Monday, July 27, 2009

Movie Review: Harry Potter and the Half Blood Prince

Harry Potter and the Half Blood Prince *** ½
Directed By: David Yates.
Written By: Steve Kloves based on the book by JK Rowling.
Starring: Daniel Radcliffe (Harry Potter), Emma Watson (Hermione Granger), Rupert Grint (Ron Weasley), Michael Gambon (Professor Albus Dumbledore), Alan Rickman (Professor Severus Snape), Jim Broadbent (Professor Horace Slughorn), Bonnie Wright (Ginny Weasley), Freddie Stroma (Cormac McLaggen), Jessie Cave (Lavender Brown), Tom Felton (Draco Malfoy), Evanna Lynch (Luna Lovegood), Maggie Smith (Professor Minerva McGonagall), David Thewlis (Remus Lupin), Hero Fiennes-Tiffin (Tom Riddle - Age 11), Julie Walters (Molly Weasley), Helena Bonham Carter (Bellatrix Lestrange), Robbie Coltrane (Rubeus Hagrid), Dave Legeno (Fenrir Greyback), Natalia Tena (Nymphadora Tonks), Helen McCrory (Narcissa Malfoy), Timothy Spall (Wormtail), Oliver Phelps (George Weasley), James Phelps (Fred Weasley), Mark Williams (Arthur Weasley), Frank Dillane (Tom Riddle - Age 16).

The Harry Potter series, in book form, got darker and more complex as the series went along. Out of all seven books, I think that book six, The Half Blood Prince, was my favorite. It had the best structure, flashing back in time between Lord Voldemort’s past, and Harry’s present. It brought to mind The Godfather Part II, where we saw the rise and fall of the Corleone family in one movie. It was the best book by far I thought, and although I still highly enjoyed it, book Seven was somewhat disappointing coming on the heels of six.

In movie form, Harry Potter has had a somewhat rougher ride. The first two movies were able to be extremely faithful to the source material, because the books were much shorter. Although I enjoyed both of those movies, they never have seemed all that cinematic to me. Director Chris Columbus was perhaps TOO faithful. When Alfonso Cuaron took the reins for the third movie, he had to cut more out from the book, but succeeded brilliantly in making Harry Potter a more cinematic experience. The film was more alive visually than ever before, and the performances seemed richer. Director Mike Newell continued this is movie 4, which is perhaps my favorite of the movies, cutting more, but brilliantly bringing the spirit of the book to life. TV veteran David Yates took over for film 5, and although I enjoyed the movie, he seemed to struggle at times with the material. That book was SO big and so much had to be cut, that at times he seemed to be rushing from plot point to plot point, and the movie never really got a chance to breathe.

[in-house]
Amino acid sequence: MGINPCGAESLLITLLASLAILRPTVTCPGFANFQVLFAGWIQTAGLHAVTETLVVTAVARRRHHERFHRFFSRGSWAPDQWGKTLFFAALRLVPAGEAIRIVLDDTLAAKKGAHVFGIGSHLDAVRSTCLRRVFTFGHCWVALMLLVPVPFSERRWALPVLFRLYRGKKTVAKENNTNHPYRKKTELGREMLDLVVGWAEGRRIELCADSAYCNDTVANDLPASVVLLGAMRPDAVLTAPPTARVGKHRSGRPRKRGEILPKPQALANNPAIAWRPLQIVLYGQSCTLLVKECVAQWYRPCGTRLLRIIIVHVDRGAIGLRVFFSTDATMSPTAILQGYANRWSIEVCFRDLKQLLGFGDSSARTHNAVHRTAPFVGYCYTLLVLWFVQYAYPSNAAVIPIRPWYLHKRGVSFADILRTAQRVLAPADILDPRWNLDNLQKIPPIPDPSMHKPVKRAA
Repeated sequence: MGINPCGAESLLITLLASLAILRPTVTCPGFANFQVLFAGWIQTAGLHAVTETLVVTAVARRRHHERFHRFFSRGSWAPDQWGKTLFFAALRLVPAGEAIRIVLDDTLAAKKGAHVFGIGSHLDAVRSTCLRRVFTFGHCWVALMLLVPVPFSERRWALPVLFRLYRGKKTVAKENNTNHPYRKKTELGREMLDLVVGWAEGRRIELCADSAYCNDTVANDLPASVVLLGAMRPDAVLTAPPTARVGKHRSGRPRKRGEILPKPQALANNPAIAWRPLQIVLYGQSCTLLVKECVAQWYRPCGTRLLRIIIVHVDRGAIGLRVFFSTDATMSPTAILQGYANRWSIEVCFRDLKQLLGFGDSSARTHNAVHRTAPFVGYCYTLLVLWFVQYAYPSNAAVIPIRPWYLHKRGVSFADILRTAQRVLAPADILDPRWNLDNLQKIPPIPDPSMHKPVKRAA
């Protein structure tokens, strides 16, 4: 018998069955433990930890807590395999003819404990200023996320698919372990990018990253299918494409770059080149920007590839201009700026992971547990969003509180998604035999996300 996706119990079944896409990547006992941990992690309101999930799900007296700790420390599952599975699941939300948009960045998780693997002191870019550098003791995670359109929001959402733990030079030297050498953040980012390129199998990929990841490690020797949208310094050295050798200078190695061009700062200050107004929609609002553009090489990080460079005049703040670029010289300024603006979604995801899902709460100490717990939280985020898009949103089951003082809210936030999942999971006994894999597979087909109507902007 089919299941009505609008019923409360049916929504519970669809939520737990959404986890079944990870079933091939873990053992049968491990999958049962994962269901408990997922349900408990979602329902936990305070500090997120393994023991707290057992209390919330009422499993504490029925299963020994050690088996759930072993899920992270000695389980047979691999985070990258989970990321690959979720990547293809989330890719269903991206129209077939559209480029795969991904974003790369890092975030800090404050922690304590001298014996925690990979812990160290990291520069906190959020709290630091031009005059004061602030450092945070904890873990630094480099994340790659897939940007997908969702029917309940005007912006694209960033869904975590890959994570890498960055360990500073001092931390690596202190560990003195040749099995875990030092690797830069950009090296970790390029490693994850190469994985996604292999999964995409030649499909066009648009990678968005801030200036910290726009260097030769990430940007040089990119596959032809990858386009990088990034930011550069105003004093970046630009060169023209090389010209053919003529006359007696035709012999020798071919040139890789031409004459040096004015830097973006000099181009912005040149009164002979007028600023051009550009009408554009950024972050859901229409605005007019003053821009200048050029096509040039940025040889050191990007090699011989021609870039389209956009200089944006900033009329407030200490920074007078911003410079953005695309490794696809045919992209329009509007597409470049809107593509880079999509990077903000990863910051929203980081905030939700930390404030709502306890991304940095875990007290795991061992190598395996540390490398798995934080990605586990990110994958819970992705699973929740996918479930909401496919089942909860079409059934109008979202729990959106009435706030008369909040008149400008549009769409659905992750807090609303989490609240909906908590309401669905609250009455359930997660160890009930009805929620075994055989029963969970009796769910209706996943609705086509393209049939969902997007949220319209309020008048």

Which brings us to film number 6, also directed by Yates. It is a definite improvement over the last film, which felt more like a TV movie (with high production values) than a feature film. Here, Yates has improved the visual look and feel of the film – bringing it more in line with films 3 and 4. As an adaptation of the book, I was slightly disappointed. The flashbacks, which enriched the narrative of the book, and made Voldemort into more than just a snarling villain, and into a truly evil, menacing creation, have all but been eliminated. And as was the case with the rest of the series, many of the character details about the teachers have been discarded in favor of making room for more details about the students.

And yet, I am a realist. This movie is already two and half hours long, and had they included the flashbacks and the teacher details, then the easily could have run four hours or more – a realistically no one really wanted that. Once I got past my reservations and disappointment over the decisions to cut certain details, and focuses on the movie itself, I found that I highly enjoyed the film.

Once again, they have made excellent casting choices. In addition to the three stars – Daniel Radcliffe as Potter, Emma Watson as Hermonie and Rupert Grint as Ron who just keep improving in each and every film (I especially like Radcliffe’s flair for comedy he shows at a few points in this film) – and the old cast members like Michael Gambon as Dumbledore and especially Alan Rickman as Snape, the characters introduced in this book are excellent. Jim Broadbent is the major addition, as old potions master Horace Slughorn, brought out of retirement by Dumbledore with ulterior motives. Broadbent is a remarkable addition to the cast. He captures Slughorn just about perfectly, mixing his bumbling humor, with a slightly darker, egomaniacal side as well. In the entire series they have never seemed to step wrong in the casting department.

The movie still does jump from one plot point to another with perhaps too much speed, just like in number 5, but this time the pacing seemed more natural. It was not just rushing through with little care or patience. The tone of the movie is darker than perhaps it has ever been, but that is appropriate given the material. This is after all perhaps the darkest novel of the entire series (and don’t hand me the line that book seven is darker – just because more people die, does not make it darker). I enjoyed the interplay between the main actors, as the series continues to deepen their relationships, and fill them with heartbreak and sorrow. Director David Yates has grown, and seems to have a firmer grasp on the material. While I would have preferred bringing back Cuaron or Newell for the final film, I think he’ll do a fine job. I cannot wait to see the finale of the series in movie form.

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